Students and faculty from The New School conducted workshops in business, marketing and design. The women of San Lucas Toliman taught us how to weave, bead, and dye threads with natural dyes. The group we worked with wasn’t an organic group, it was a group of women who previously participated in workshops initiated by CARE, workshops dealing with (among other things) health, family planning, and the empowerment of women. In the past year, the group of women that we currently know as Ajkem’a Loy’a became a tight group that is now slowly developing their own products. They take pride in themselves as designers and are very ambitious to create their own designs. Their product development over the past year has been amazing !

 Nonetheless, there are other women in San Lucas Toliman that are very gifted weavers and that benefited from our workshops last year, but that are not included in the association Ajkem’a Loy’a. We as faculty and students got really involved in the work and the lives of the women we worked with last year, and coming back this year, as an extension of the New School, it didn’t seem right to only continue working with the women of Ajkem’a Loy’a while excluding the other women from the opportunity to learn and grow with us in the month that we are here.

 Thursday a week ago we talked with the women of Ajkem’a Loy’a explaining to them that being here as students and faculty of the New School, an institute for teaching and learning, we didn’t want to exclude anybody from the opportunity to work and grow with us.

 We already noticed in the first week that the women of Ajkem’a Loy’a preferred to work in the morning, only a few or none would come in the afternoon. In the morning the sun is out and the air is dry, in the afternoon it rains, the air is very damp, which makes it harder to weave. We agreed with the women of Ajkem’a Loy’a that we would continue to work with them in the mornings and that we would invite other women to work with us in the afternoon.

 Friday a week ago was our first day to work with two groups. The second group is a group that formed itself around a few of the other women we worked with last year, it is not a real group yet, but they seem very dedicated to working together and developing new products. The products that they shared with us in the afternoon were beautiful, they immediately radiated a very different energy and we imagined completely different possibilities for products then with the women of Ajkem’a Loy’a.  

That morning, with the women of Ajkem’a Loy’a we evaluated the experiments all of us had been working on during the week. The women showed how they translated the inspiration images they chose into their weaving and we shared our experiments with forms, seams, patterns and finishings for bags.

Kids-with-Cameras Project in Santiago Zamora

We have finally begun our "kids-with-cameras" project with the sons and daughters of "Las Estrellas de Santiago Zamora."  Our first day of teaching photography to the kids, although a bit hectic due to the rain, went extremely well.  First practicing with digital cameras, our young photographers learned the basics of framing, lighting, and shooting.  We then distributed the six dispasables and will be developing them this weekend! We can't wait to show them thier pictures next week and continue the project into July.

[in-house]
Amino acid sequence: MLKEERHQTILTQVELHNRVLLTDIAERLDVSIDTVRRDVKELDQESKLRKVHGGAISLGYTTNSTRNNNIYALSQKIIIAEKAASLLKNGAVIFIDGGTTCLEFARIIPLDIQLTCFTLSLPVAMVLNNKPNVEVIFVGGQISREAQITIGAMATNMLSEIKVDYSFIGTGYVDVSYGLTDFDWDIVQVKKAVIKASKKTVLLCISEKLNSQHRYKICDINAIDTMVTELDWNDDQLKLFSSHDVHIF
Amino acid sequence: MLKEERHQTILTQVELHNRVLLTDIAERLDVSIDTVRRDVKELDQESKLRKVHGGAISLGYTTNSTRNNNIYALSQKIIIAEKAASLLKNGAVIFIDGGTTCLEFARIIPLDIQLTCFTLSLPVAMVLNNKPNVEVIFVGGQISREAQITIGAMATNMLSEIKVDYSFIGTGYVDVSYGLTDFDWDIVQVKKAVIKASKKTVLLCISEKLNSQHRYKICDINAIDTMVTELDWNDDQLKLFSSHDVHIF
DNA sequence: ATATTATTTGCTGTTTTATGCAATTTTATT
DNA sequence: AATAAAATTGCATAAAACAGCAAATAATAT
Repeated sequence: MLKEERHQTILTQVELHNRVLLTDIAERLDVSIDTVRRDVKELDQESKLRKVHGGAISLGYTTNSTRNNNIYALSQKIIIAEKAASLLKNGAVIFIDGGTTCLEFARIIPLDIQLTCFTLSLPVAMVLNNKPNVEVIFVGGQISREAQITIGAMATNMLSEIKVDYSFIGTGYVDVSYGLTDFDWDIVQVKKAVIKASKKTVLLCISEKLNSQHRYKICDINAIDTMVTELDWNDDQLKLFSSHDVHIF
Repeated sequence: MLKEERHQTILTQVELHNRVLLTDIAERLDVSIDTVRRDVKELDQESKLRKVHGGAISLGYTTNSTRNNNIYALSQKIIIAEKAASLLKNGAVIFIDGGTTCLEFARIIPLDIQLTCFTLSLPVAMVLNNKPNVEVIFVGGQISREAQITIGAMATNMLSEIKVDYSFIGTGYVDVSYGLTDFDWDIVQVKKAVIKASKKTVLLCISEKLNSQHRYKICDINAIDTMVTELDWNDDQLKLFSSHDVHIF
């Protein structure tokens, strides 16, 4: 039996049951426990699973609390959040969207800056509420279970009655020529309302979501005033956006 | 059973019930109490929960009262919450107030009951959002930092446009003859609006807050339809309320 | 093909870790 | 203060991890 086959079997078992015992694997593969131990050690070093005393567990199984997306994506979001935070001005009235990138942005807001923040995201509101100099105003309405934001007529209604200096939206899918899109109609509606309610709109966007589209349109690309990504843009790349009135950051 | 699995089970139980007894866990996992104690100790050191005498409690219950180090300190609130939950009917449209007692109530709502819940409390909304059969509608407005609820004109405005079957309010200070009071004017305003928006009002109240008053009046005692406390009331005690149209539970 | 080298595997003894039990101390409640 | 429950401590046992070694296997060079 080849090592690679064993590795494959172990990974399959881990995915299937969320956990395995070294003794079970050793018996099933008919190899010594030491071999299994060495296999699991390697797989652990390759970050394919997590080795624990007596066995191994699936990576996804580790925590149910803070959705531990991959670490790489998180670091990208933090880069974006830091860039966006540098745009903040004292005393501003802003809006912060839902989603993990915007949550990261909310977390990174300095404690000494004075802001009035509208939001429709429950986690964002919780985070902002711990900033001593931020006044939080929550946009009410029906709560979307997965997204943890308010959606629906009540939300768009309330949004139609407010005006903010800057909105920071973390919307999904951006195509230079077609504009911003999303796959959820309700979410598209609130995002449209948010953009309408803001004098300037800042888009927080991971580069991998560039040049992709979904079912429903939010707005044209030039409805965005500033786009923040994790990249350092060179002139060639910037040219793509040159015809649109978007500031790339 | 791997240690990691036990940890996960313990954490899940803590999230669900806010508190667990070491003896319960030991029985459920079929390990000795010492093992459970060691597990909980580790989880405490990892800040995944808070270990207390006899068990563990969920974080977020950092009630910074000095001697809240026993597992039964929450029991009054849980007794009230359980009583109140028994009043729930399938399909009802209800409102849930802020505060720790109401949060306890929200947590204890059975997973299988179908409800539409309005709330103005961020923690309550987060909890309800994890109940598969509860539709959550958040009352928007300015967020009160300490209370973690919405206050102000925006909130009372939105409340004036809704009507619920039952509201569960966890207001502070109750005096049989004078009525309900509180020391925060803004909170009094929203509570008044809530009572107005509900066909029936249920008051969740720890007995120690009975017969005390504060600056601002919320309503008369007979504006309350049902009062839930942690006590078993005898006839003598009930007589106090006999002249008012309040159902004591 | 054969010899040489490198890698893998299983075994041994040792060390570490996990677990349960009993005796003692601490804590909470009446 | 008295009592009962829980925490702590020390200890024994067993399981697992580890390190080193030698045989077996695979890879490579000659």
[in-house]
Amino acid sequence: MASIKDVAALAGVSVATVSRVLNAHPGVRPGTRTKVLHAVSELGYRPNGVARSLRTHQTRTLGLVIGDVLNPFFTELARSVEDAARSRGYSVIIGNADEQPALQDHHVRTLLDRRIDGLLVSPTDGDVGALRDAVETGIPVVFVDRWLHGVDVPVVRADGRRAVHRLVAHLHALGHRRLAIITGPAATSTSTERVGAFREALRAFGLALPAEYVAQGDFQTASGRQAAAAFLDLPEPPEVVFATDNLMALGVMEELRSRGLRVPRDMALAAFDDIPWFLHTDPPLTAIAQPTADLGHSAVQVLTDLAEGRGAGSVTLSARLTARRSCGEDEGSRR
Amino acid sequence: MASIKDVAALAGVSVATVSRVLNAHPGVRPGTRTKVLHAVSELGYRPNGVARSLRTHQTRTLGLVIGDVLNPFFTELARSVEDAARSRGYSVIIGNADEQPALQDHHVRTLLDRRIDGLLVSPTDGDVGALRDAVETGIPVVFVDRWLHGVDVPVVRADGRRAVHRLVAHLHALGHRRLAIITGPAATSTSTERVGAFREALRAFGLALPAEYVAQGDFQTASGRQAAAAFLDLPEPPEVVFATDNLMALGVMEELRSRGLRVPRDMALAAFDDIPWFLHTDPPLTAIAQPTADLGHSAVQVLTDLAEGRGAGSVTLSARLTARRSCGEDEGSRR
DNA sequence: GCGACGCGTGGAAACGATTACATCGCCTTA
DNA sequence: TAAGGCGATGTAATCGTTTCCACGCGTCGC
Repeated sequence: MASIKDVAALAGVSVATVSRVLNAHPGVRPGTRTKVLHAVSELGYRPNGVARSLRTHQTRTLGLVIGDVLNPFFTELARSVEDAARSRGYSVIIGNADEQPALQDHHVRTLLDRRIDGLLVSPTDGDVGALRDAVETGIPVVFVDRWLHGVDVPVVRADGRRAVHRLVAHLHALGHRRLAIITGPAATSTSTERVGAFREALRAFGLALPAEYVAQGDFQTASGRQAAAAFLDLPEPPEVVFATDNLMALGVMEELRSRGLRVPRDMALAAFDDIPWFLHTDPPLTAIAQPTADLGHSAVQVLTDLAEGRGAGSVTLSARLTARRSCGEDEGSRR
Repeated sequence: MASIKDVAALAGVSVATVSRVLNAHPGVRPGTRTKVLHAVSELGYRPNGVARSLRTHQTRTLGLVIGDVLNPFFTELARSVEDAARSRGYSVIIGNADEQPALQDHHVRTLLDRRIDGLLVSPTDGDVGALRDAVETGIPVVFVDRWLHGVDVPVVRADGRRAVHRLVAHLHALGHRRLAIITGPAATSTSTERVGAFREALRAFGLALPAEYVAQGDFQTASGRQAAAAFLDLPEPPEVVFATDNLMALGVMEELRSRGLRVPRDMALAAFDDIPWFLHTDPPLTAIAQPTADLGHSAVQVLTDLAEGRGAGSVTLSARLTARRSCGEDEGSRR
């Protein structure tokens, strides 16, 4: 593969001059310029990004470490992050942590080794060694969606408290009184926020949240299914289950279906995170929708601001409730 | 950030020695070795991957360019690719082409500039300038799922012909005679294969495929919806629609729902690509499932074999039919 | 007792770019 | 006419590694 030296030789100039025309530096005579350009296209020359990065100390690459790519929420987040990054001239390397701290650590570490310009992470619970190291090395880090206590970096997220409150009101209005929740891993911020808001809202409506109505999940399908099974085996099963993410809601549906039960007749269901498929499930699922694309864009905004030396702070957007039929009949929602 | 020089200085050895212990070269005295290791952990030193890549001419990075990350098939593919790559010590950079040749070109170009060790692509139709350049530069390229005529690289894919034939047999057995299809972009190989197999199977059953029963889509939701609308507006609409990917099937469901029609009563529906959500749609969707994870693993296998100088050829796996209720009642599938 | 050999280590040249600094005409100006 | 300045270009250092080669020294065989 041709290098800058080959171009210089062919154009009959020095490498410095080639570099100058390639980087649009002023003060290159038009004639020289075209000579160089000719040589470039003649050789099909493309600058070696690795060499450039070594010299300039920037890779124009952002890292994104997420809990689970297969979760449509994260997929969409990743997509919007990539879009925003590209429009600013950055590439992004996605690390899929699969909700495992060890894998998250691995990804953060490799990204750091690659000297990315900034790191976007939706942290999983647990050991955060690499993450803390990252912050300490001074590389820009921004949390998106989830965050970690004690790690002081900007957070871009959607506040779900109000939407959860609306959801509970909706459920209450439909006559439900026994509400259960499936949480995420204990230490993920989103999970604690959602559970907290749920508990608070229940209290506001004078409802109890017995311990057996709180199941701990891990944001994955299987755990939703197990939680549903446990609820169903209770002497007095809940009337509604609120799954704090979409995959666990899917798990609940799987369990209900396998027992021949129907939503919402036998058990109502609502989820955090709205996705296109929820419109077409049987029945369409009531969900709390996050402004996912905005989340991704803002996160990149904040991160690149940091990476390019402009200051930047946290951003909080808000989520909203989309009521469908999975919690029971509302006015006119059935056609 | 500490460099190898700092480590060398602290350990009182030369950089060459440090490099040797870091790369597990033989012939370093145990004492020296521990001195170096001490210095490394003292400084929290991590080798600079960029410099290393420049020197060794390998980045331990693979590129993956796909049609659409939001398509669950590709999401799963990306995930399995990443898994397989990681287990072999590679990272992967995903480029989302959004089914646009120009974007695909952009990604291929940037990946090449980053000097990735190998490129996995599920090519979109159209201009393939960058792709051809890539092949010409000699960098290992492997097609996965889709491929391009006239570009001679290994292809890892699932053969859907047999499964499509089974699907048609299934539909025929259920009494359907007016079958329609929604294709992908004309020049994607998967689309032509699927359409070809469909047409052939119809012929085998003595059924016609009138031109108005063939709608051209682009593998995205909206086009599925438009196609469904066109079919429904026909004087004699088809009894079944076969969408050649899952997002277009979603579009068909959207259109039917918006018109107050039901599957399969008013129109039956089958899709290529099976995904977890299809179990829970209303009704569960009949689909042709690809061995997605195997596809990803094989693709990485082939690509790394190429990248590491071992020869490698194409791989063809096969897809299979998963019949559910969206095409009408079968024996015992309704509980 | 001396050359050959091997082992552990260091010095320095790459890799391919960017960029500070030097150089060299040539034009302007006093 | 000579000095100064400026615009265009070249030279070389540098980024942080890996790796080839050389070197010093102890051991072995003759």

Why Kids-With-Cameras?

From a development perspective perhaps it is difficult to see the relevance of the arts in development projects.  If this experience workng with women artisans and thier families has taught me anything, it is that the arts are absolutely relevant and import in development.  Projects that incorporate the arts are especially important in indigenous communities where there has been a severe lack of visibility in media and government.  Instead of being under-represented, or “othered” by mainstream media sources, these projects pave the way for members of the community to self-represent and reduces the misrepresentation of culture and heritage.  In place of the stereotypical depictions of indigenous communities that flood the mainstream media, images that accurateley and honestly depict the experiences of these communities emerge.  

We work with kids because they have a fresh eye and a new perspective in thier communities and of the world.  They also create more intimate and honest images of thier lives--as adults we tend to choose and manipulate our images so that others see the world the way we wish them to see it.   

Lesson Plan

Introductions:   Why we take pictures


FRAMING:  Using paper frames show students how to take time arranging shots.  

FREE SHOOT:  Using digital cameras show kids how to focus and shoot (and that’s all!).  Let them explore using the cameras.

PERSPECTIVE:  Show examples of 1 subject shot 3 different ways.  Ask the kids which one they like best and why.  

ACTIVITY ONE: Have students shoot the following subjects from different distances and angles.  

a.  Person 

b.  Object

c.  Landscape

LIGHING:  Talk about simple lightning conditions and when to take pictures.  

CAMERAS:  Distribute disposable cameras and explain how to use them (and the difference between these and the digitals)  

Although most of the pictures were taken with the disposable cameras, here are a few of the pictures taken with our digitals:



Thursday, July 2, 2009

Tune in this Sunday!

The TV show LatiNation will be broadcasting a segment on our project in Guatemala this coming Sunday. They interviewed me last Fall, and have edited that with footage from last summer. The show is being described as "Making the Grade, learn how a New York school lends a helping hand to Mayan weavers in Guatemala."

Click the image below to find out when it's playing in your city!